If it's just bits of white coloration on otherwise normal looking fin tissue, I think he's just coloring up for you since he's been home. This is not unusual. If the texture is somehow different, for instance, if the area is fuzzy or fluffy, then it might be cause for concern. Otherwise, I think he's fine. :)
Fin rot occurs (usually) when the ammonia level is high enough to burn away the delicate edges of the fin tissue. The wounds caused by the ammonia burns become infected by bacteria and turn gray or black with a crusty texture. New healthy growth often shows up as clear to whitish, and is a good sign.
You should consider returning your heater and exchanging it for a better one. If it is one of those non-adjustable pad heaters or a pre-set heater, it's not going to be good enough. You need one with an adjustable knob because the one you have now just isn't cutting the mustard--bettas should be kept between 77-83 degrees. They are cold-blooded, so being kept in cool temperatures can cause circulation problems, digestive issues, lethargy, and a crippled immune system.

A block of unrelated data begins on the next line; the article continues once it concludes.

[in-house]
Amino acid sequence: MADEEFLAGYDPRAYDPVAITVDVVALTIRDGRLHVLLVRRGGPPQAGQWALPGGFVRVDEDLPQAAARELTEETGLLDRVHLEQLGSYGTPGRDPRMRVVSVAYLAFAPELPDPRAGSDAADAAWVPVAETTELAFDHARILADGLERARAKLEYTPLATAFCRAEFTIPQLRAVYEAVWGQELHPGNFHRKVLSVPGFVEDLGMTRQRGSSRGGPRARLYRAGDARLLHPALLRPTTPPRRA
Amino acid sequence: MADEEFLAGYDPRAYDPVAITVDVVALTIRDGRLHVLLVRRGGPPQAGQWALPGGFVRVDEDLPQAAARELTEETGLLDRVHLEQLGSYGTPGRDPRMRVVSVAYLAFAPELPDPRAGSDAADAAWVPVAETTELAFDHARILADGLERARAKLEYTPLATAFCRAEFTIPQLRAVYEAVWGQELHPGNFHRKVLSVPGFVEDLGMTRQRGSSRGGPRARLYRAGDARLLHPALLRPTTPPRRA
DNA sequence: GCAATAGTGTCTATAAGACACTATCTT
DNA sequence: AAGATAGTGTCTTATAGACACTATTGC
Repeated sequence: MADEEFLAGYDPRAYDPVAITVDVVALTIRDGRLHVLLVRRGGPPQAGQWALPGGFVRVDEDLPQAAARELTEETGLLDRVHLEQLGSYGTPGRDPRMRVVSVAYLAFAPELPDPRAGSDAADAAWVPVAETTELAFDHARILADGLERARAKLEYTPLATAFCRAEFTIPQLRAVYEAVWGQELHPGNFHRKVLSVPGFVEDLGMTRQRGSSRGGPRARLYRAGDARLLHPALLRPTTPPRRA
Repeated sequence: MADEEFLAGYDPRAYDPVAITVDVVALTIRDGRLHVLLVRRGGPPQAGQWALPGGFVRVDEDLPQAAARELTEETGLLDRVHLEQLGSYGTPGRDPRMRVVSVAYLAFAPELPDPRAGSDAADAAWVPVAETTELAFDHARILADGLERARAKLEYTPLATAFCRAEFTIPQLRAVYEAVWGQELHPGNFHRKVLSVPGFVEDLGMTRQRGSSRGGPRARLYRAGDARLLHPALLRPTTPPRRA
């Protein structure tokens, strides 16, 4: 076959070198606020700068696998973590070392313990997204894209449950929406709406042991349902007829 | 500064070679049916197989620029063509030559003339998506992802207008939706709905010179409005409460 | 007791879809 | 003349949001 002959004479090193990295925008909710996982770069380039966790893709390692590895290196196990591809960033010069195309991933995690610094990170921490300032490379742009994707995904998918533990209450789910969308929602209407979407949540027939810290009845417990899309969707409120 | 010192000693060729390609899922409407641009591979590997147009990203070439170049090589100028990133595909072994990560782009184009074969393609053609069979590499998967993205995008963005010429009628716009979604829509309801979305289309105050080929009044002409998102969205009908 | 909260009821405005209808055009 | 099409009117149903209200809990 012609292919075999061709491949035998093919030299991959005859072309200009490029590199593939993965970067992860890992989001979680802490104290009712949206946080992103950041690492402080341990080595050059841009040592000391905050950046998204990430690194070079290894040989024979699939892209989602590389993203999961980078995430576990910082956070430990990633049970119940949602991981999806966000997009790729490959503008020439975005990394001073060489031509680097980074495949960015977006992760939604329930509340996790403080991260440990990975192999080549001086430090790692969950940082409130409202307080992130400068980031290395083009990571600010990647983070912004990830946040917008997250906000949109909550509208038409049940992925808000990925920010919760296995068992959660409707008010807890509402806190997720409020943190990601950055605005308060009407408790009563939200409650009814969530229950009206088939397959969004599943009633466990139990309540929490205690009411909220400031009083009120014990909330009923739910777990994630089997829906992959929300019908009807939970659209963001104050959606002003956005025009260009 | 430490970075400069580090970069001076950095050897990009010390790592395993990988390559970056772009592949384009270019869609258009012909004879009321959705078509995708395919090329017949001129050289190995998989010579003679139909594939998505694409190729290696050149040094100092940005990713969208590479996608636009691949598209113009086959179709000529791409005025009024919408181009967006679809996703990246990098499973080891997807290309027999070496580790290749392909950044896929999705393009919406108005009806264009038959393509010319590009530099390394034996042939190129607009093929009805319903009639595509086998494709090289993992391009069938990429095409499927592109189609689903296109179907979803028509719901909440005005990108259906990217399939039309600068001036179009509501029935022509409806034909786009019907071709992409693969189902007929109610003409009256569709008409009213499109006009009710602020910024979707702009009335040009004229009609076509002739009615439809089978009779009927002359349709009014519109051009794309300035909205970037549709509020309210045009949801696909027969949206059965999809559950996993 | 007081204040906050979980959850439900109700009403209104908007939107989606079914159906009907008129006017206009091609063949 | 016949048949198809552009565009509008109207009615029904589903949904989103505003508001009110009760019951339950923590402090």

I use and recommend this 25 watt heater: http://www.fosterandsmithaquatics.co...8&pcatid=11368
-- when/if you do get a new heater, it's important to set it just above room temperature initially, then slowly turn it up a degree at a time about every hour until it's at the desired temperature.
As far as your water changing schedule goes, I'm not sure that it will be enough. General rule of thumb for a tank near that size is a 100% change every 4 days--if you got some live plants like java moss, for instance, you could stretch that a bit. Since you're new to nano fishtanks, it might be a good idea to either purchase your own home test kit like this one: http://www.fosterandsmithaquatics.co...54&pcatid=4454
or take a sample of your water to a local pet store once a week for a few weeks to make sure that your routine is really getting your tank as clean as it needs to be.
You should also consider switching to a high quality pellet brand instead of flakes. Pellets are generally higher quality and are easier to digest than flakes. I recommend Atison's Betta Pellets, Ken's Betta Crumbles, Omega One Betta Buffet Pellets, or New Life Spectrum. All of these are good brands, and it's good to alternate between a couple of different pellets, along with frozen foods that are available in the freezer in the fish section of most pet stores. Variety ensures that your betta gets proper, more complete nutrition and fiber.